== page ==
Pediatric Crohn�??s patients with perianal disease have worse prognosis

Reuters Health Information: Pediatric Crohnâ??s patients with perianal disease have worse prognosis

Pediatric Crohnâ??s patients with perianal disease have worse prognosis

Last Updated: 2017-06-21

By Will Boggs MD

NEW YORK (Reuters Health) - Pediatric patients with Crohn’s disease have worse clinical outcomes when they have perianal disease, researchers from Israel report.

“Both fistulizing and nonfistulizing perianal disease were predictors of worse outcomes, including more complicated disease, over time,” Dr. Amit Assa from Schneider Children’s Hospital, Tel-Aviv University, in Petach-Tikva, Israel, told Reuters Health by email. “The presence of nonfistulizing disease at diagnosis was a significant risk factor for the development of fistulizing perianal disease.”

About 30% of patients with Crohn's disease will develop perianal disease, which, in adults, is associated with a more complicated course. Whether this is true for pediatric disease has remained unclear.

To investigate, Dr. Assa and colleagues conducted a retrospective study of 296 pediatric patients diagnosed with Crohn's disease. More than a third of the patients had perianal involvement, including 24% with nonfistulizing perianal disease and 13.5% with fistulizing perianal disease

Perianal involvement, especially nonfistulizing disease, was more common in girls than in boys, the researchers report in Inflammatory Bowel Diseases, online June 5.

Patients with perianal disease were more likely than others to receive maintenance immunomodulatory treatment and anti-TNF treatment, and their time to initiation of biological treatment was significantly earlier.

Median time to first disease flare did not differ significantly between patients with no perianal disease, nonfistulizing perianal disease, or fistulizing perianal disease. But those with perianal disease were significantly more likely to require hospitalization at some point after their initial diagnosis.

By the end of a median follow-up of 8.5 years, the rate of complicated disease (structuring or internal fistulizing) was significantly increased in the nonfistulizing (50%) and fistulizing (55%) patients, compared with patients without perianal disease (31%).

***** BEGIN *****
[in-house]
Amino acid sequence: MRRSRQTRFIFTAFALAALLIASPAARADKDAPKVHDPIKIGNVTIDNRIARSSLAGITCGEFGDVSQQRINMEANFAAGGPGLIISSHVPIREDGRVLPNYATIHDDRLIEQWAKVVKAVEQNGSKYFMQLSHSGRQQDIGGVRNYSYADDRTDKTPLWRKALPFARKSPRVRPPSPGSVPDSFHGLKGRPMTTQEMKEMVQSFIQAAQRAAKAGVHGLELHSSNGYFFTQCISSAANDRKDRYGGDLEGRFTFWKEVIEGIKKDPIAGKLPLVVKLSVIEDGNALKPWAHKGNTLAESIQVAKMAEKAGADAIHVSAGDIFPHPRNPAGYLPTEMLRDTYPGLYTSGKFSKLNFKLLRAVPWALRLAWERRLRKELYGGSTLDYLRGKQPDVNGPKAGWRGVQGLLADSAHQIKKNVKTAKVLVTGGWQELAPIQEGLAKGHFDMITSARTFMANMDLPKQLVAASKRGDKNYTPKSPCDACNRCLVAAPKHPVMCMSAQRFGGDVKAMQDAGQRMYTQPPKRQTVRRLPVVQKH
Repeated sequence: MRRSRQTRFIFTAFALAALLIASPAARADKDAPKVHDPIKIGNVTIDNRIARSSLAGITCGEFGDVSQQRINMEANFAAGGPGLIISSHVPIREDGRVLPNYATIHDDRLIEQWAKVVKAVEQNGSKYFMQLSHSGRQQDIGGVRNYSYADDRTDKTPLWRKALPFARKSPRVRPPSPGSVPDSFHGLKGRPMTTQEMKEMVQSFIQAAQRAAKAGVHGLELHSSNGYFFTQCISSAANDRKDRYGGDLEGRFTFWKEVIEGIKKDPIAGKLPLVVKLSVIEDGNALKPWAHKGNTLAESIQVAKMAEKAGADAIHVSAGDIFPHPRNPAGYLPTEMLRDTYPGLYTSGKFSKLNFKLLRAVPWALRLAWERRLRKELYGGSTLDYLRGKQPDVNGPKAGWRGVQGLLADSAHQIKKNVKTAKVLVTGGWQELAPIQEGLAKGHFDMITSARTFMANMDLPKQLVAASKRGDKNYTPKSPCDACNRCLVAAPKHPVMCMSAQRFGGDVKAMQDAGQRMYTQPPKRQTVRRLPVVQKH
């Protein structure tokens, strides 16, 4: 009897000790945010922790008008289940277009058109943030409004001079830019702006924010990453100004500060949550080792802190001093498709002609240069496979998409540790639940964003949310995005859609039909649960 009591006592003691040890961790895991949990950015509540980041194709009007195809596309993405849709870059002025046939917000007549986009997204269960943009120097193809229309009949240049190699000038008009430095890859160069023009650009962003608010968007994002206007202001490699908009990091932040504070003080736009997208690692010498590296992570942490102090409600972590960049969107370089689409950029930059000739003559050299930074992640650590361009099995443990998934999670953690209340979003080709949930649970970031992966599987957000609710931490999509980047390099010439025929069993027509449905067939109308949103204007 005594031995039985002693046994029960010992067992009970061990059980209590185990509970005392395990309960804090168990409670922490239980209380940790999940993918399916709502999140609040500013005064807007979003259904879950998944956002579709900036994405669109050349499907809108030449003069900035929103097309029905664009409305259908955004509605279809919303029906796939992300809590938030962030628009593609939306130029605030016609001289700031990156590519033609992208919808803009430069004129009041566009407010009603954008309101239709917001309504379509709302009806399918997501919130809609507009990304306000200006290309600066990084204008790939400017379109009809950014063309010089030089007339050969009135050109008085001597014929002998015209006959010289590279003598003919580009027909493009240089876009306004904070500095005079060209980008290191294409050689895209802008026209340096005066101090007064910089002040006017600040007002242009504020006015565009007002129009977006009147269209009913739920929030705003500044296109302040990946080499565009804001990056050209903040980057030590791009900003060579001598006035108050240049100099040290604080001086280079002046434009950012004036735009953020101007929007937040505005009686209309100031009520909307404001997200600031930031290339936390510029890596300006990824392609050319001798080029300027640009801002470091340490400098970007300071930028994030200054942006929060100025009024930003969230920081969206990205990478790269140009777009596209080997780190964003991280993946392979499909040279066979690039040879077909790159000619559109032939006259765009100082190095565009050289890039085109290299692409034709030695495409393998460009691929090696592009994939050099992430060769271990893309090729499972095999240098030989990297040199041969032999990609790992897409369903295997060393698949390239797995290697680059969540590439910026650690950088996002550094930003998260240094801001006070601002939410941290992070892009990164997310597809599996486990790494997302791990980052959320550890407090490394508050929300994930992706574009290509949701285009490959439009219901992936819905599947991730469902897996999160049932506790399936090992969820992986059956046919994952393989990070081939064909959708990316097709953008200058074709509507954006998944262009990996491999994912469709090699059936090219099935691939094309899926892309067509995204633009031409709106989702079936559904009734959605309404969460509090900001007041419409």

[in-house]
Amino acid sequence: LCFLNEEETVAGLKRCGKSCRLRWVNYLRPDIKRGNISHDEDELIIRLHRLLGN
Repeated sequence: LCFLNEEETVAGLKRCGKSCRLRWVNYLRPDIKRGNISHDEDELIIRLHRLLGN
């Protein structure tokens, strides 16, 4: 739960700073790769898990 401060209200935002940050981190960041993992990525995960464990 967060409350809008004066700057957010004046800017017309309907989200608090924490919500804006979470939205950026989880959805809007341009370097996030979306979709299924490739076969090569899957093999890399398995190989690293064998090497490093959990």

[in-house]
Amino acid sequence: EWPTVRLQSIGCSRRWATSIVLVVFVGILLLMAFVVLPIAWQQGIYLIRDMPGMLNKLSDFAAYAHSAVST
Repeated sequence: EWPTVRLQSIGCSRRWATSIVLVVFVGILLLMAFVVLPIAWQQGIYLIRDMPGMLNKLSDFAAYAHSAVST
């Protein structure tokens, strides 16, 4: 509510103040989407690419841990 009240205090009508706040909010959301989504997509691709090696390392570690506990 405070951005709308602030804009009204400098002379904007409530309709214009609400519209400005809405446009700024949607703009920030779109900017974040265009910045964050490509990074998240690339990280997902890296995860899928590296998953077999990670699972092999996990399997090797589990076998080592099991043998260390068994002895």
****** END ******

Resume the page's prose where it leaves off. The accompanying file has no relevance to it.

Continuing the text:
Moreover, patients with nonfistulizing perianal disease at diagnosis were 3.4 times more likely than those without perianal disease to go on to develop perianal fistulae.

“As disease tends to be more severe over time in patients with perianal disease and one of the treatment aims is to avoid disease's complications, it is implied that early aggressive therapy (anti-TNF, mainly) might potentially alter the long-term natural history of more complications in these patients,” Dr. Assa said.

“Patients with nonfistulizing perianal disease should be followed closely for the development of fistulizing perianal disease and patients with both fistulizing and nonfistulizing disease should be treated with anti-TNFs early in the course of disease,” he concluded.

Dr. Jacob Langer from the Hospital for Sick Children in Toronto, Canada, recently reviewed the operative management of complex perianal Crohn’s disease in children. He told Reuters Health by email, “There is a much smaller group of children who have very aggressive or complex perianal disease, and this population is really not addressed in this paper. Those children need a highly specialized and individualized approach to surgical management.”

Dr. Ahmed Nasr from Children's Hospital of Eastern Ontario, in Ottawa, Canada, who recently addressed the optimal surgical strategy for complex perianal fistulous disease in pediatric Crohn's, said, “There is a paucity of evidence in pediatric population when compared to adults.”

“Data from this study suggest that more aggressive treatment in patients with perianal disease may help to prevent the disease complications to which they are more prone,” he told Reuters Health by email.

SOURCE: http://bit.ly/2rBFsQT

Inflamm Bowel Dis 2017.

© Copyright 2013-2018 GI Health Foundation. All rights reserved.
This site is maintained as an educational resource for US healthcare providers only. Use of this website is governed by the GIHF terms of use and privacy statement.